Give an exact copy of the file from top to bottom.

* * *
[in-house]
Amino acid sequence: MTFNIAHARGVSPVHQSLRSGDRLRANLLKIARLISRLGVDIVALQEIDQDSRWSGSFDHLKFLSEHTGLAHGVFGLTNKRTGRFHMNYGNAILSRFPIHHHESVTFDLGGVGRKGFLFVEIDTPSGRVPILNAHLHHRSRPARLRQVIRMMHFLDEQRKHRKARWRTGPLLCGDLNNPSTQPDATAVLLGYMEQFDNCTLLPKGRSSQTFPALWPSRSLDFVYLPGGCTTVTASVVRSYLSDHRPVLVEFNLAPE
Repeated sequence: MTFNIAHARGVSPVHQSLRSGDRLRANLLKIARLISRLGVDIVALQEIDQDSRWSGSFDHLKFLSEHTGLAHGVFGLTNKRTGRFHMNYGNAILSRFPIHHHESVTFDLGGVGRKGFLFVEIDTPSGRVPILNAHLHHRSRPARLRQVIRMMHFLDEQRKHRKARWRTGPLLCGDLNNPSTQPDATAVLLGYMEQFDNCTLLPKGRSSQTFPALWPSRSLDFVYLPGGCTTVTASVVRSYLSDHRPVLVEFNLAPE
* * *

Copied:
[in-house]
Amino acid sequence: MTFNIAHARGVSPVHQSLRSGDRLRANLLKIARLISRLGVDIVALQEIDQDSRWSGSFDHLKFLSEHTGLAHGVFGLTNKRTGRFHMNYGNAILSRFPIHHHESVTFDLGGVGRKGFLFVEIDTPSGRVPILNAHLHHRSRPARLRQVIRMMHFLDEQRKHRKARWRTGPLLCGDLNNPSTQPDATAVLLGYMEQFDNCTLLPKGRSSQTFPALWPSRSLDFVYLPGGCTTVTASVVRSYLSDHRPVLVEFNLAPE
Repeated sequence: MTFNIAHARGVSPVHQSLRSGDRLRANLLKIARLISRLGVDIVALQEIDQDSRWSGSFDHLKFLSEHTGLAHGVFGLTNKRTGRFHMNYGNAILSRFPIHHHESVTFDLGGVGRKGFLFVEIDTPSGRVPILNAHLHHRSRPARLRQVIRMMHFLDEQRKHRKARWRTGPLLCGDLNNPSTQPDATAVLLGYMEQFDNCTLLPKGRSSQTFPALWPSRSLDFVYLPGGCTTVTASVVRSYLSDHRPVLVEFNLAPE